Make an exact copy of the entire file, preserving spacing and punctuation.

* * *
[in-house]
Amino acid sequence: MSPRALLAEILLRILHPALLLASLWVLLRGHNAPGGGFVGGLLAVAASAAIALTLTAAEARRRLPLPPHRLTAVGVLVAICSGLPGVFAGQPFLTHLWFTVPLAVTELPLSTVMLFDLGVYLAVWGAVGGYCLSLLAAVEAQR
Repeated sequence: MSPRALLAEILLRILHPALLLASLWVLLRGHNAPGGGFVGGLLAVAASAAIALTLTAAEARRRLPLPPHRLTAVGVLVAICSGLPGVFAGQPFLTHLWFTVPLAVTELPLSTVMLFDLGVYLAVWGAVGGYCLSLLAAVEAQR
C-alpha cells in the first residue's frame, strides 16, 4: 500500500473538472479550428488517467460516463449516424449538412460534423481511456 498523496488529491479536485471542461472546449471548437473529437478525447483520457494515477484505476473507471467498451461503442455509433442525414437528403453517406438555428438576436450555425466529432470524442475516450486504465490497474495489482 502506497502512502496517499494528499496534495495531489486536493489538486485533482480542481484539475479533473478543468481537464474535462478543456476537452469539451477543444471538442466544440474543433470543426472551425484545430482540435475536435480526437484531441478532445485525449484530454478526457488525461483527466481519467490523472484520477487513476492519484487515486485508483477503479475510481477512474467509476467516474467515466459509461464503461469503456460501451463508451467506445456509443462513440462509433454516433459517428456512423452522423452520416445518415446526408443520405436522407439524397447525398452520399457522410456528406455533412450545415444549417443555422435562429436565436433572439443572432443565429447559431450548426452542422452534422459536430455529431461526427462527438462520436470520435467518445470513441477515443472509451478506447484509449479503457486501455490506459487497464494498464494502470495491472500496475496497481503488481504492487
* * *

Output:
[in-house]
Amino acid sequence: MSPRALLAEILLRILHPALLLASLWVLLRGHNAPGGGFVGGLLAVAASAAIALTLTAAEARRRLPLPPHRLTAVGVLVAICSGLPGVFAGQPFLTHLWFTVPLAVTELPLSTVMLFDLGVYLAVWGAVGGYCLSLLAAVEAQR
Repeated sequence: MSPRALLAEILLRILHPALLLASLWVLLRGHNAPGGGFVGGLLAVAASAAIALTLTAAEARRRLPLPPHRLTAVGVLVAICSGLPGVFAGQPFLTHLWFTVPLAVTELPLSTVMLFDLGVYLAVWGAVGGYCLSLLAAVEAQR
C-alpha cells in the first residue's frame, strides 16, 4: 500500500473538472479550428488517467460516463449516424449538412460534423481511456 498523496488529491479536485471542461472546449471548437473529437478525447483520457494515477484505476473507471467498451461503442455509433442525414437528403453517406438555428438576436450555425466529432470524442475516450486504465490497474495489482 502506497502512502496517499494528499496534495495531489486536493489538486485533482480542481484539475479533473478543468481537464474535462478543456476537452469539451477543444471538442466544440474543433470543426472551425484545430482540435475536435480526437484531441478532445485525449484530454478526457488525461483527466481519467490523472484520477487513476492519484487515486485508483477503479475510481477512474467509476467516474467515466459509461464503461469503456460501451463508451467506445456509443462513440462509433454516433459517428456512423452522423452520416445518415446526408443520405436522407439524397447525398452520399457522410456528406455533412450545415444549417443555422435562429436565436433572439443572432443565429447559431450548426452542422452534422459536430455529431461526427462527438462520436470520435467518445470513441477515443472509451478506447484509449479503457486501455490506459487497464494498464494502470495491472500496475496497481503488481504492487